| || ||Mario Lefebvre |
Centre for Municipal Studies
The 101st Grey Cup will be played in Regina on Sunday. It seems fitting that the hottest economy in the land gets to host this year’s Canadian Football League championship game. Moreover, the Saskatchewan Roughriders will be a part of it! The Riders “caught fire” at the right time, allowing them to reach the big game at home—but even hotter than the Riders are the economies of Regina and Saskatoon, and Saskatchewan as a whole.
Without a doubt, Regina and Saskatoon are on an economic tear. Over the past decade (2003–12), economic growth in Saskatoon has averaged a nation-leading 4.3 per cent per year. In Regina, growth averaged a very solid 3.7 per cent (good for third place behind Edmonton among the 28 Canadian census metropolitan areas covered in our Metropolitan Outlook).
Canadians have finally noticed the economic performance of both Regina and Saskatoon. Population growth, which hovered around 0.5 per cent annually in each city from 1988 to 2006, has averaged over 2.5 per cent since 2007. Over the same period, by comparison, population growth in Canada as a whole averaged 1.1 per cent per year.
This year, the unemployment rate in Regina and Saskatoon has occasionally dipped below 4 per cent. Indeed, the labour market is so tight in Saskatchewan’s largest urban centres that employers are now facing huge issues when they need to expand their workforce. So, while overall economic growth again flirts with 5 per cent this year in both cities, it will not attain that level in 2014 because of labour force constraints!
Nowhere else in this country is growth so strong that it has reached, or is nearing, its limit. Mind you, both metropolitan economies are still expected to grow by around 3.5 per cent in 2014—a level that will be envied by most cities in Canada.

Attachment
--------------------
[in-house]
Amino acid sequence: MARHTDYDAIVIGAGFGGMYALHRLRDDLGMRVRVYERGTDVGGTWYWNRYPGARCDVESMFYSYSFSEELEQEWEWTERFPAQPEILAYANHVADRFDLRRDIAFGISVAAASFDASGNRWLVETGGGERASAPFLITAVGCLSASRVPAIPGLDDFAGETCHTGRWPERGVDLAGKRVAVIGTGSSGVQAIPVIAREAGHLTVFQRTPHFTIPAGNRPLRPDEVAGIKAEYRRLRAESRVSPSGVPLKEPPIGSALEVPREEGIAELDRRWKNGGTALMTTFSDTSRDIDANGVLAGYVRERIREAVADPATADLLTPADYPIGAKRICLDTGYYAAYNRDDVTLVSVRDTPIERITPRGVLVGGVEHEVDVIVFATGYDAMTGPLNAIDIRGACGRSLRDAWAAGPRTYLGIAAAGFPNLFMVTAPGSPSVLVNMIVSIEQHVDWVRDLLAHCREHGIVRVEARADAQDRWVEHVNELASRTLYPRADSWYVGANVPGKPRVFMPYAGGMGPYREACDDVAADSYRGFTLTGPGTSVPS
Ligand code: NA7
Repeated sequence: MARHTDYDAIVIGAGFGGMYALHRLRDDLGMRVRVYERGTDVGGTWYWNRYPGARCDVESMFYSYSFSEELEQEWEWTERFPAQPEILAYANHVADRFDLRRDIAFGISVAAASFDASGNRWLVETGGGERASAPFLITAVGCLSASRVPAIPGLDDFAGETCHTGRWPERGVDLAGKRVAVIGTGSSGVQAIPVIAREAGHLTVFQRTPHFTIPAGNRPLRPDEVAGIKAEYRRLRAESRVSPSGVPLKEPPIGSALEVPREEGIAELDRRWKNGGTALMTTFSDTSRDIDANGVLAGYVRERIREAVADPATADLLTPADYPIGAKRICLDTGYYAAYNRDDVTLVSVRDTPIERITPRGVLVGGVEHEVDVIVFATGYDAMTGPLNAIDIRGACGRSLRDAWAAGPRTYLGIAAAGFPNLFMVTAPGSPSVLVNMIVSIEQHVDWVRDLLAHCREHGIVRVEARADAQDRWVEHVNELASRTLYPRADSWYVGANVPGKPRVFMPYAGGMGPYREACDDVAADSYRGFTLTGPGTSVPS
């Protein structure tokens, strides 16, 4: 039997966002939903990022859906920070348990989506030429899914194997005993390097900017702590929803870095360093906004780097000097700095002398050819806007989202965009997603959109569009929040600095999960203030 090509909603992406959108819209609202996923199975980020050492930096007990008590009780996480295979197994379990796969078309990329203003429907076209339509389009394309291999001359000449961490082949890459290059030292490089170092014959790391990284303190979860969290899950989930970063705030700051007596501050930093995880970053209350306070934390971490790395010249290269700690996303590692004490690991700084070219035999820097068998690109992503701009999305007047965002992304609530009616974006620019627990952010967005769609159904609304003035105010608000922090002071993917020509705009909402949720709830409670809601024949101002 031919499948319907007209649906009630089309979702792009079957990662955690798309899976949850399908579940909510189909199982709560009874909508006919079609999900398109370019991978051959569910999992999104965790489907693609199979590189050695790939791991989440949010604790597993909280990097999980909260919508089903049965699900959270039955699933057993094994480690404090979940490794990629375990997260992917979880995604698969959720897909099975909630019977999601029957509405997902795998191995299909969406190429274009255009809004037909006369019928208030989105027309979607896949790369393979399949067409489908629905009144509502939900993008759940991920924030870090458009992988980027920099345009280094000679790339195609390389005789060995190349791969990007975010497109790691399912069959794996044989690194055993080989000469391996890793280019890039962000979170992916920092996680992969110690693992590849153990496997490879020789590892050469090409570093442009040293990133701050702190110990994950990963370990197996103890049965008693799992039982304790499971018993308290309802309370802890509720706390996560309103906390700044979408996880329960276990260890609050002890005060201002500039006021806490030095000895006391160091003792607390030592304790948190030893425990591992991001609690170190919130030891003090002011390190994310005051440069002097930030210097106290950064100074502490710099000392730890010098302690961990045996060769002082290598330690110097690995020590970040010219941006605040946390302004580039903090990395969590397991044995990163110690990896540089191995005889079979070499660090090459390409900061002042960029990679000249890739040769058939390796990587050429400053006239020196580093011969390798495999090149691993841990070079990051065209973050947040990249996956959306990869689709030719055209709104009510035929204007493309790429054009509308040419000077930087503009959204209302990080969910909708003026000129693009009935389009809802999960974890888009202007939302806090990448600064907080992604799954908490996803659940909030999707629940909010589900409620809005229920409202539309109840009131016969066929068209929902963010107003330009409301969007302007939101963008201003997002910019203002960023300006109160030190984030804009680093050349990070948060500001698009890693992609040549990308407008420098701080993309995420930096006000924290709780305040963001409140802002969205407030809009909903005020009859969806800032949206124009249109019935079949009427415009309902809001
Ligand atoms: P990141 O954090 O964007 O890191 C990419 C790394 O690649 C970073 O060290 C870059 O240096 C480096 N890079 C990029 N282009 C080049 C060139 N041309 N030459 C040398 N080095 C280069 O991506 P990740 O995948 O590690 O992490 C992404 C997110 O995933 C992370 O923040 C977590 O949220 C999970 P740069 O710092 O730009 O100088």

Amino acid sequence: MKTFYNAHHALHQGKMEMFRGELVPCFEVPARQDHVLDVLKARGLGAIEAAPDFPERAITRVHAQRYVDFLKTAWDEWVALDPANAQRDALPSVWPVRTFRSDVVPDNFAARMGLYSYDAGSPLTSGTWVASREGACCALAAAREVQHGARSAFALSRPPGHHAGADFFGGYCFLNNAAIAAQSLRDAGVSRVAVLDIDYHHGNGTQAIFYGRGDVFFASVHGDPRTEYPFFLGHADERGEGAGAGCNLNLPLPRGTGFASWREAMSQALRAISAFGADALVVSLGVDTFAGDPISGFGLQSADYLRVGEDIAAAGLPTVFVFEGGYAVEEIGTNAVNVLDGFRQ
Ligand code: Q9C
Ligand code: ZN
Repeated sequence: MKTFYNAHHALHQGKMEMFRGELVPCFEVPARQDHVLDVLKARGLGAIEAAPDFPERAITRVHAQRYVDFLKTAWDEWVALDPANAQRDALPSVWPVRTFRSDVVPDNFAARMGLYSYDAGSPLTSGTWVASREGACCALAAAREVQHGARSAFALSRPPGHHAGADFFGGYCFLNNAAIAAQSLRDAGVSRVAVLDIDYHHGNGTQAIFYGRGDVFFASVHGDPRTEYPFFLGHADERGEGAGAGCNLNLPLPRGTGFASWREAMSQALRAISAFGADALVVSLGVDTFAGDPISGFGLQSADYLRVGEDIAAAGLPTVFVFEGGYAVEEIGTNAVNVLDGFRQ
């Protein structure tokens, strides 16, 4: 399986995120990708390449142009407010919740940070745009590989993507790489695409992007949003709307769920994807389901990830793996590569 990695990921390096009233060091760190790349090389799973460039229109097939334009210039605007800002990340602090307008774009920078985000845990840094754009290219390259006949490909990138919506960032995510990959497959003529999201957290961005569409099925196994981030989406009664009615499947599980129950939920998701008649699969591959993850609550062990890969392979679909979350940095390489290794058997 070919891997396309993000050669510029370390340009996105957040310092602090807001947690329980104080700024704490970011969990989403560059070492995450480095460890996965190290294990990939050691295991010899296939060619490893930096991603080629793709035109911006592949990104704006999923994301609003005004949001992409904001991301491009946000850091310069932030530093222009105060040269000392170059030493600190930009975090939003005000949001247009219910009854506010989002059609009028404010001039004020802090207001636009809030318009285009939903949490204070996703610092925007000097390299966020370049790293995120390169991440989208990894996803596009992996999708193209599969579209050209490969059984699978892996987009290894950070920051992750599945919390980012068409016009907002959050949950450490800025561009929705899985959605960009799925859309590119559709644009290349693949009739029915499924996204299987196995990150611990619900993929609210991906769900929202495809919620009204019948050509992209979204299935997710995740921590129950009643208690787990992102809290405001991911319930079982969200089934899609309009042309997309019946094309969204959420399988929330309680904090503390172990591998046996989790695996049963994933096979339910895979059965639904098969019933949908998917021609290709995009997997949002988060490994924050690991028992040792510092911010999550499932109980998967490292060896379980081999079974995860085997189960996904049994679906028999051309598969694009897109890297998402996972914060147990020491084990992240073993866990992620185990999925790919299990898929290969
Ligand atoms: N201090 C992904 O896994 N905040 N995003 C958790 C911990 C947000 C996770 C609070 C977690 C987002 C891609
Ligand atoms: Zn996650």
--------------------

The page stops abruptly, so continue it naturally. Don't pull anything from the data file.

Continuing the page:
The benefits of economic growth in Regina and Saskatoon are being shared among the residents. This is not a case of one sector exploiting a resource and running out of town with the profits. Economic growth in Regina and Saskatoon lifted personal disposable income by an outstanding 8 per cent per year on average over the past decade. At the same time, house prices nearly tripled, lifting residents’ wealth tremendously.
This kind of economic growth may be relatively new, but there is one thing that it has not changed in Saskatchewan—the passionate support for the province’s only professional sports franchise, the Roughriders. And this spectacular economic growth has implications for pro sports in Saskatchewan. In our soon-to-be released book Power Play: the Business Economics of Pro Sports, Glen Hodgson and I note that all this economic growth and wealth creation in Regina and Saskatoon bodes well for the future of professional sports in the province.
The book identifies four pillars for the success of a professional sports team in a community: the size of the market (in terms of population), the wealth of the market, a sound corporate presence, and a level playing field (which includes variables such as the exchange rate—particularly for professional sports leagues, such as the NHL, that play in at least two countries).
Based on our analysis, Regina and Saskatoon are doing well in terms of growing market size and the rising wealth of their populations. And given the kind of growth that Regina and Saskatoon are achieving, Canadian corporate head offices could be more and more inclined to open their doors in either city.
So is that enough for Saskatchewan to start dreaming about another professional sports franchise for the province? Perhaps in hockey or even a second team in the Canadian Football League? Answers are in the book …
And with that teaser, enjoy Sunday’s big game!
Prairies Business Outlook Webinar
This interactive 60-minute session with Pedro Antunes, Director of the Conference Board’s National and Provincial Forecast, will focus on how the economic situation in Manitoba and Saskatchewan can affect your business plans and strategies